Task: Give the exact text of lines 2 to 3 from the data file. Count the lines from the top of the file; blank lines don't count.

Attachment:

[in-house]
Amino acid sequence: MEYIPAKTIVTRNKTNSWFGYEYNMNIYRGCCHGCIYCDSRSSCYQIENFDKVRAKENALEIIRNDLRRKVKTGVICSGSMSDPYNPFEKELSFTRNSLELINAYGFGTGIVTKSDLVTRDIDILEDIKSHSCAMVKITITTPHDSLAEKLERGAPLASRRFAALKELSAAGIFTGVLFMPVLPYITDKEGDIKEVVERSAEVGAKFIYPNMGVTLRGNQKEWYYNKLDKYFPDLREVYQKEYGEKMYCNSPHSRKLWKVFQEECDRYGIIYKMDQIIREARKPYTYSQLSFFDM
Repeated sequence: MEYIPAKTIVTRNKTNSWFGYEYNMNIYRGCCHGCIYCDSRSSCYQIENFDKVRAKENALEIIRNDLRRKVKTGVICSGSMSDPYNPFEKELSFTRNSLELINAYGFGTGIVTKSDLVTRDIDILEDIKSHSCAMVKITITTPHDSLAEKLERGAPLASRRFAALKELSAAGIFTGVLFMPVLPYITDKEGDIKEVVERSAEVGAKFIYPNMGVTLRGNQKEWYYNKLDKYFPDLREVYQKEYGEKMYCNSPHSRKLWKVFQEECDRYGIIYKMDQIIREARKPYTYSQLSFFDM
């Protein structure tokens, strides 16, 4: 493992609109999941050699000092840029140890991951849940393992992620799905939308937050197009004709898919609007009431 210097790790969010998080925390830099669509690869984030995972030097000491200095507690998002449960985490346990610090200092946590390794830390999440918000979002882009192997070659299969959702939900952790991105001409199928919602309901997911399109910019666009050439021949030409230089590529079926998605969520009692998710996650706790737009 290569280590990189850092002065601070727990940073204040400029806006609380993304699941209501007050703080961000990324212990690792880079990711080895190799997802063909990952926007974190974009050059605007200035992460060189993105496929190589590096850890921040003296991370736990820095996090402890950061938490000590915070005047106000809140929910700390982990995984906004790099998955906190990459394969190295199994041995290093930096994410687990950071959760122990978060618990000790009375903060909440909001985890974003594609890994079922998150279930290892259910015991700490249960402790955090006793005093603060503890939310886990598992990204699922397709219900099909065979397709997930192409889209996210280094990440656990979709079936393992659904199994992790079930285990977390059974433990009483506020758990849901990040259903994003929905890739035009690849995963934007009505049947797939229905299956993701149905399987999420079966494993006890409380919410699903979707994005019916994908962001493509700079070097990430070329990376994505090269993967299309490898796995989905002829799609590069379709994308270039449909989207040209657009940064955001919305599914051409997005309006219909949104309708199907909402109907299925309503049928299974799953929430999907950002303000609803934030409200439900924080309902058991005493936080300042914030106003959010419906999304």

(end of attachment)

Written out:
Amino acid sequence: MEYIPAKTIVTRNKTNSWFGYEYNMNIYRGCCHGCIYCDSRSSCYQIENFDKVRAKENALEIIRNDLRRKVKTGVICSGSMSDPYNPFEKELSFTRNSLELINAYGFGTGIVTKSDLVTRDIDILEDIKSHSCAMVKITITTPHDSLAEKLERGAPLASRRFAALKELSAAGIFTGVLFMPVLPYITDKEGDIKEVVERSAEVGAKFIYPNMGVTLRGNQKEWYYNKLDKYFPDLREVYQKEYGEKMYCNSPHSRKLWKVFQEECDRYGIIYKMDQIIREARKPYTYSQLSFFDM
Repeated sequence: MEYIPAKTIVTRNKTNSWFGYEYNMNIYRGCCHGCIYCDSRSSCYQIENFDKVRAKENALEIIRNDLRRKVKTGVICSGSMSDPYNPFEKELSFTRNSLELINAYGFGTGIVTKSDLVTRDIDILEDIKSHSCAMVKITITTPHDSLAEKLERGAPLASRRFAALKELSAAGIFTGVLFMPVLPYITDKEGDIKEVVERSAEVGAKFIYPNMGVTLRGNQKEWYYNKLDKYFPDLREVYQKEYGEKMYCNSPHSRKLWKVFQEECDRYGIIYKMDQIIREARKPYTYSQLSFFDM